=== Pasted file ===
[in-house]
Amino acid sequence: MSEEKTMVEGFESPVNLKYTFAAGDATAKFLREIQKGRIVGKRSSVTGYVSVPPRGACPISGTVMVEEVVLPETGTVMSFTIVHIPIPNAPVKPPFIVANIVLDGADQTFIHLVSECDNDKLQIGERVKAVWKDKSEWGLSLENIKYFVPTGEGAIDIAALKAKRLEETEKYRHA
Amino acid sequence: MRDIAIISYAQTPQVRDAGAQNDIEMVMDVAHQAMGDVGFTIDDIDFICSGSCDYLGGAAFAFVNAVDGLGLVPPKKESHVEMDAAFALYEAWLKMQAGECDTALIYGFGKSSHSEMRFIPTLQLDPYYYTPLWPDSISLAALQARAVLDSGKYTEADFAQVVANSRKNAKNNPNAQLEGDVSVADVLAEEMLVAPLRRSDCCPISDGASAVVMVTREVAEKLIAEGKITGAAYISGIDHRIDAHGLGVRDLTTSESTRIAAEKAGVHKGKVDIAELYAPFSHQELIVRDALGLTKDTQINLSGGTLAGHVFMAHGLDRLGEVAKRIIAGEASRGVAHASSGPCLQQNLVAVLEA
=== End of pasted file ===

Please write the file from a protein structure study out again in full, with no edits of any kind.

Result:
[in-house]
Amino acid sequence: MSEEKTMVEGFESPVNLKYTFAAGDATAKFLREIQKGRIVGKRSSVTGYVSVPPRGACPISGTVMVEEVVLPETGTVMSFTIVHIPIPNAPVKPPFIVANIVLDGADQTFIHLVSECDNDKLQIGERVKAVWKDKSEWGLSLENIKYFVPTGEGAIDIAALKAKRLEETEKYRHA
Amino acid sequence: MRDIAIISYAQTPQVRDAGAQNDIEMVMDVAHQAMGDVGFTIDDIDFICSGSCDYLGGAAFAFVNAVDGLGLVPPKKESHVEMDAAFALYEAWLKMQAGECDTALIYGFGKSSHSEMRFIPTLQLDPYYYTPLWPDSISLAALQARAVLDSGKYTEADFAQVVANSRKNAKNNPNAQLEGDVSVADVLAEEMLVAPLRRSDCCPISDGASAVVMVTREVAEKLIAEGKITGAAYISGIDHRIDAHGLGVRDLTTSESTRIAAEKAGVHKGKVDIAELYAPFSHQELIVRDALGLTKDTQINLSGGTLAGHVFMAHGLDRLGEVAKRIIAGEASRGVAHASSGPCLQQNLVAVLEA